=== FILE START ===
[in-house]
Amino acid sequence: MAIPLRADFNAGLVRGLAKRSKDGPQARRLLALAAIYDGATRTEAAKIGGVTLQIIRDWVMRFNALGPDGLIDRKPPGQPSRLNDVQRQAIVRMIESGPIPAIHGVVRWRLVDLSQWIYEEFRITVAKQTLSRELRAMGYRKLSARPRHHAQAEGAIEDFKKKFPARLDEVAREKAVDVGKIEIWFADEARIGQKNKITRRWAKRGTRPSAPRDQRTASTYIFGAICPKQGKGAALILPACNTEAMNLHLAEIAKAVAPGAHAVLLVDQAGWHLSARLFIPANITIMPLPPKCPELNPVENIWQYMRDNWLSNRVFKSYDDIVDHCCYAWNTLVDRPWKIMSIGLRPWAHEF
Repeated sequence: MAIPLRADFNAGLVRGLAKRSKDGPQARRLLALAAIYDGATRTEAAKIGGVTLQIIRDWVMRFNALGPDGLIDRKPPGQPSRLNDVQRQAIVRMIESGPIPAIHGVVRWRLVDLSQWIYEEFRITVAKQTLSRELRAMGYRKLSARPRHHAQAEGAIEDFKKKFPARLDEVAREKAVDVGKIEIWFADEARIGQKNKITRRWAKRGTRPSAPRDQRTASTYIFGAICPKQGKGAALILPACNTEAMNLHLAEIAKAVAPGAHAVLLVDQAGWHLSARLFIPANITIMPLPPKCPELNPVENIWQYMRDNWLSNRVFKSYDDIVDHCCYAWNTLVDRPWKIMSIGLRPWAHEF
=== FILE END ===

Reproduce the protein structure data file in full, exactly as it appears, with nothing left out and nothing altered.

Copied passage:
[in-house]
Amino acid sequence: MAIPLRADFNAGLVRGLAKRSKDGPQARRLLALAAIYDGATRTEAAKIGGVTLQIIRDWVMRFNALGPDGLIDRKPPGQPSRLNDVQRQAIVRMIESGPIPAIHGVVRWRLVDLSQWIYEEFRITVAKQTLSRELRAMGYRKLSARPRHHAQAEGAIEDFKKKFPARLDEVAREKAVDVGKIEIWFADEARIGQKNKITRRWAKRGTRPSAPRDQRTASTYIFGAICPKQGKGAALILPACNTEAMNLHLAEIAKAVAPGAHAVLLVDQAGWHLSARLFIPANITIMPLPPKCPELNPVENIWQYMRDNWLSNRVFKSYDDIVDHCCYAWNTLVDRPWKIMSIGLRPWAHEF
Repeated sequence: MAIPLRADFNAGLVRGLAKRSKDGPQARRLLALAAIYDGATRTEAAKIGGVTLQIIRDWVMRFNALGPDGLIDRKPPGQPSRLNDVQRQAIVRMIESGPIPAIHGVVRWRLVDLSQWIYEEFRITVAKQTLSRELRAMGYRKLSARPRHHAQAEGAIEDFKKKFPARLDEVAREKAVDVGKIEIWFADEARIGQKNKITRRWAKRGTRPSAPRDQRTASTYIFGAICPKQGKGAALILPACNTEAMNLHLAEIAKAVAPGAHAVLLVDQAGWHLSARLFIPANITIMPLPPKCPELNPVENIWQYMRDNWLSNRVFKSYDDIVDHCCYAWNTLVDRPWKIMSIGLRPWAHEF